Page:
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Part II: Discrete Modelling

Minimally Thin Discrete Triangulation

Valentin E. Brimkov, Reneta P. Barneva and Philippe Nehlig

In this chapter we study the possibility of obtaining a "minimally thin" 6-tunnel-free voxelisation of a mesh of triangles. We propose an efficient algorithm for discretisation of a triangle and triangular meshes. The triangle sides and its interior are approximated by a special kind of discrete lines and planes that can be considered as maximally thin, and thus the obtained mesh voxelisation appears to be optimally thin as well. The algorithm uses integer arithmetic and its time complexity is linear in the number of the generated voxels. The discrete triangles admit a simple analytical description, which may provide certain advantages. Some initial experiments have shown that the quality of the obtained voxelisation is quite satisfactory.

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Smooth Boundary Surfaces from Binary 3D Datasets

Daniel Cohen-Or, Arie Kadosh, David Levin and Roni Yagel

The finite resolution of discrete surfaces causes various artifacts when one tries to render the surface from close or to zoom-in. In this chapter we show that the use of a high order interpolators greatly enhances ones ability to display discrete surfaces from up close. We show that tri-linear interpolation is not smooth enough and introduce a tri-cubic reconstruction based on hermit interpolation.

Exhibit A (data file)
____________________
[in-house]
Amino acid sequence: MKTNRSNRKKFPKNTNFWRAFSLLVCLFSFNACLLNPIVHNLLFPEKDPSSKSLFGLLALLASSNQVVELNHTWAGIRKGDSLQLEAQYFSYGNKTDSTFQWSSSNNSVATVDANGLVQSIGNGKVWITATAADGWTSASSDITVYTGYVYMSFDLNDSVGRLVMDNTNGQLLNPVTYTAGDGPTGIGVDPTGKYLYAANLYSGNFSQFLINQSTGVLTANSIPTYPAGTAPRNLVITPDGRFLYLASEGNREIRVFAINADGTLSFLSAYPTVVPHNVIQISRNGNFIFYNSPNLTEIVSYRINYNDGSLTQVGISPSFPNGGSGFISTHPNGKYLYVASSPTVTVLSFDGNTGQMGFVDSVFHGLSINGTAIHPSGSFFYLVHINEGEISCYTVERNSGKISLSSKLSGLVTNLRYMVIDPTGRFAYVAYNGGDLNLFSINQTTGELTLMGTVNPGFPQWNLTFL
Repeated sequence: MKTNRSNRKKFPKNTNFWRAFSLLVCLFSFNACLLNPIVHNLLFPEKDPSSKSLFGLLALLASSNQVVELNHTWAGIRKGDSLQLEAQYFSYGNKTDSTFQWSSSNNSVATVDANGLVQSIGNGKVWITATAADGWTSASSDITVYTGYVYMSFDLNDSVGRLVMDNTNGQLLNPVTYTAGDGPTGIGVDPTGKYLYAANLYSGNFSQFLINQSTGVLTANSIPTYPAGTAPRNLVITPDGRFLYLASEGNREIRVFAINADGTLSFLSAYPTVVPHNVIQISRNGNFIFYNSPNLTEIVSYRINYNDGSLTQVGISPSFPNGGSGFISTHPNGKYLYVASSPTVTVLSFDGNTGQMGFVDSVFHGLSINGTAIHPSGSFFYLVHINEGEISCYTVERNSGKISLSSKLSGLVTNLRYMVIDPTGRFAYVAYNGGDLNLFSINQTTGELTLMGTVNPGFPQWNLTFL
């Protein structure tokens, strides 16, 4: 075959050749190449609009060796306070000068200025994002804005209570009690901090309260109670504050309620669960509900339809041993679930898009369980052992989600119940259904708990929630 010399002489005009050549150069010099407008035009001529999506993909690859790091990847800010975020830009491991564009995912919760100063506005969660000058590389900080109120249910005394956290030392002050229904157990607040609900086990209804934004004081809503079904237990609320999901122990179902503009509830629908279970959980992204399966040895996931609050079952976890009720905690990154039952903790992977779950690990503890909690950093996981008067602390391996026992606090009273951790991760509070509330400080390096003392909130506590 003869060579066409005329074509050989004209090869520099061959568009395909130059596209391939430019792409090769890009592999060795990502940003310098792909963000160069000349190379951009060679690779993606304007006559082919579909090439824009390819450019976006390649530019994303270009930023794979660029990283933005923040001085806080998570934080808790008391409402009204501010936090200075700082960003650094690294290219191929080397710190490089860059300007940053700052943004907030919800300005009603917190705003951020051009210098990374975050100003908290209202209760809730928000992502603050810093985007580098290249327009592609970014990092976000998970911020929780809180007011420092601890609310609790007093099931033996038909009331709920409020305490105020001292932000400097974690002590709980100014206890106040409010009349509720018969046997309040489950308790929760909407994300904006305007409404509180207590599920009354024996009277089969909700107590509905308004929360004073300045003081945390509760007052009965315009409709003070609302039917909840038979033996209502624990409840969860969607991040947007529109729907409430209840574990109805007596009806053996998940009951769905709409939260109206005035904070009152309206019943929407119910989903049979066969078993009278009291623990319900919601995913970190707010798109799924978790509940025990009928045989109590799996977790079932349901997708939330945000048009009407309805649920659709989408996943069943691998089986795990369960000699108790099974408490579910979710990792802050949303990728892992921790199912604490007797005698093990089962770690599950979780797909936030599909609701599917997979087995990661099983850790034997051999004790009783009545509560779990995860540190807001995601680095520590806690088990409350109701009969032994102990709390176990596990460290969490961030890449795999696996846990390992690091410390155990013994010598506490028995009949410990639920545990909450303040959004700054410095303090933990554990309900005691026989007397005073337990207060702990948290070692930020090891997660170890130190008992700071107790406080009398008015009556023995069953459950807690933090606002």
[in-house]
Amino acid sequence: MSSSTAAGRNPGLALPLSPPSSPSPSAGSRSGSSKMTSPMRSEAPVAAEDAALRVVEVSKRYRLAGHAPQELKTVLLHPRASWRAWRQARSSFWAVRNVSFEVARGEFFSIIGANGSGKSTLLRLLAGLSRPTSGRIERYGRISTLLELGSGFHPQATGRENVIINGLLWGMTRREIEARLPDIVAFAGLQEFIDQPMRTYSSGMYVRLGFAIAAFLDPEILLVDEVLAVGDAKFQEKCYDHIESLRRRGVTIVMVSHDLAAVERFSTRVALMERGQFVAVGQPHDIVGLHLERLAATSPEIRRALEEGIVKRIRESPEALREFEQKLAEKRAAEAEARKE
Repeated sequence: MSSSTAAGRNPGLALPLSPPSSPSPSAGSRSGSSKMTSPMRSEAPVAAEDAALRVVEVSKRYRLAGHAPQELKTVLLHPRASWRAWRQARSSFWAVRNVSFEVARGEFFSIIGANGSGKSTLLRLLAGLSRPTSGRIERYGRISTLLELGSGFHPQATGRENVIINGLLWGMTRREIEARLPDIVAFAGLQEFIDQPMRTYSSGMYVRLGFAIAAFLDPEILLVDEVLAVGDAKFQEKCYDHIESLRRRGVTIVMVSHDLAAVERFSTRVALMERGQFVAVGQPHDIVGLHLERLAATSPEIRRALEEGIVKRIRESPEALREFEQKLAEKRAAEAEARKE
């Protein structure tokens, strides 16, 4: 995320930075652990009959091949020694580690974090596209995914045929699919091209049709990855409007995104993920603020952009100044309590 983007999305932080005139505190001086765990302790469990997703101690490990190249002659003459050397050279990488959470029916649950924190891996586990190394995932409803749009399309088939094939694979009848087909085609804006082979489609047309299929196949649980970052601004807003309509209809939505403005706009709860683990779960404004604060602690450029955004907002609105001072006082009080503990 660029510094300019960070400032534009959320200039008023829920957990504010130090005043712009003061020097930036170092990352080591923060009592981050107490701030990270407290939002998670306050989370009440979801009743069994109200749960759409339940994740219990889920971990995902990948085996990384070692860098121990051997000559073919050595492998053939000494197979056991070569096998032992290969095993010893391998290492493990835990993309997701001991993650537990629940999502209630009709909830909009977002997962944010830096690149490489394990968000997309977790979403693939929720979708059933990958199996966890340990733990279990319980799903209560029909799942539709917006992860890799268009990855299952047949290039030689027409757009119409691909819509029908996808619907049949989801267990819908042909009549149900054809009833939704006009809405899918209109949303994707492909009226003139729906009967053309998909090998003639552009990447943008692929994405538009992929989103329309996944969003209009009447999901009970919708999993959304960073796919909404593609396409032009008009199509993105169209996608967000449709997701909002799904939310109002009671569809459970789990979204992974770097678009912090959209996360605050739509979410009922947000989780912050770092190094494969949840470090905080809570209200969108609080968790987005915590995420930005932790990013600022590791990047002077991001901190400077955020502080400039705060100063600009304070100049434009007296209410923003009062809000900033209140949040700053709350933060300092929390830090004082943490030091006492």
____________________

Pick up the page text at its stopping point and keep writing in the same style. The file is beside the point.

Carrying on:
Manufacturing Isovolumes

Michael Bailey

Isosurfaces are an effective way to visualise the distribution of scalar data values in a volume. Attaching the isovalue to an interactive input, such as a slider bar or a dial, provides further insight as one watches the isosurfaces change shape and meld into each other. Unfortunately, such interaction is fleeting. Once one has passed on to a new isovalue transition, it is difficult to remember what a previous one looked like. There is a significant amount of insight to be gained by examining the relationship between different isosurface shapes, but this is hard to do on a graphics screen. This chapter presents an approach to solving this problem by manufacturing interlocking isovolumes. This allows a series of isosurfaces to be seen simultaneously and their shapes compared using visual and touch feedback. This chapter shows how the standard Marching Cubes algorithm was extended to accomplish this and shows an example.

Page Editor: Andrew S. Winter Last Updated:1 February 2001